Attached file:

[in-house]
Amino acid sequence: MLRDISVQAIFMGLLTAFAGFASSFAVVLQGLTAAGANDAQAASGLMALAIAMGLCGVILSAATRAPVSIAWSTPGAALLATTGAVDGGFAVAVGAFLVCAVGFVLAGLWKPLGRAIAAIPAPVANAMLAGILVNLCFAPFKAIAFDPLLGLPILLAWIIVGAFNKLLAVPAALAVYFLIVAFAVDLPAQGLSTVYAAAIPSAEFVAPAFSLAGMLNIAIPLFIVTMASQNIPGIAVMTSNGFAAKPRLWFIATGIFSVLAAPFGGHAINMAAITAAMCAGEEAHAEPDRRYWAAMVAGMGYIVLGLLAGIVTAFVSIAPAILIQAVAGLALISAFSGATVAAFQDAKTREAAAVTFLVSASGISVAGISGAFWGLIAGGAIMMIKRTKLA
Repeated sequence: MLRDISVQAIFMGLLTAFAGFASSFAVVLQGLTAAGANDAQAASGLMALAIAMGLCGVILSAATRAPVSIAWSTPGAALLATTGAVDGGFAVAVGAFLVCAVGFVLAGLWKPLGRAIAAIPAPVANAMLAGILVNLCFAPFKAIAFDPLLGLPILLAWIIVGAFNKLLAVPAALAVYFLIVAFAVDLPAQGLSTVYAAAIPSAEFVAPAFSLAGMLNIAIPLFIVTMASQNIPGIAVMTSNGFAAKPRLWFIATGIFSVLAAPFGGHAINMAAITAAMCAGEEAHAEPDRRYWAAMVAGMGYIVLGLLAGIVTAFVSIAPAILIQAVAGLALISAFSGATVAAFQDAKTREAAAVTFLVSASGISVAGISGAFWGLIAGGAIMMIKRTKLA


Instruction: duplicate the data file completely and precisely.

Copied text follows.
[in-house]
Amino acid sequence: MLRDISVQAIFMGLLTAFAGFASSFAVVLQGLTAAGANDAQAASGLMALAIAMGLCGVILSAATRAPVSIAWSTPGAALLATTGAVDGGFAVAVGAFLVCAVGFVLAGLWKPLGRAIAAIPAPVANAMLAGILVNLCFAPFKAIAFDPLLGLPILLAWIIVGAFNKLLAVPAALAVYFLIVAFAVDLPAQGLSTVYAAAIPSAEFVAPAFSLAGMLNIAIPLFIVTMASQNIPGIAVMTSNGFAAKPRLWFIATGIFSVLAAPFGGHAINMAAITAAMCAGEEAHAEPDRRYWAAMVAGMGYIVLGLLAGIVTAFVSIAPAILIQAVAGLALISAFSGATVAAFQDAKTREAAAVTFLVSASGISVAGISGAFWGLIAGGAIMMIKRTKLA
Repeated sequence: MLRDISVQAIFMGLLTAFAGFASSFAVVLQGLTAAGANDAQAASGLMALAIAMGLCGVILSAATRAPVSIAWSTPGAALLATTGAVDGGFAVAVGAFLVCAVGFVLAGLWKPLGRAIAAIPAPVANAMLAGILVNLCFAPFKAIAFDPLLGLPILLAWIIVGAFNKLLAVPAALAVYFLIVAFAVDLPAQGLSTVYAAAIPSAEFVAPAFSLAGMLNIAIPLFIVTMASQNIPGIAVMTSNGFAAKPRLWFIATGIFSVLAAPFGGHAINMAAITAAMCAGEEAHAEPDRRYWAAMVAGMGYIVLGLLAGIVTAFVSIAPAILIQAVAGLALISAFSGATVAAFQDAKTREAAAVTFLVSASGISVAGISGAFWGLIAGGAIMMIKRTKLA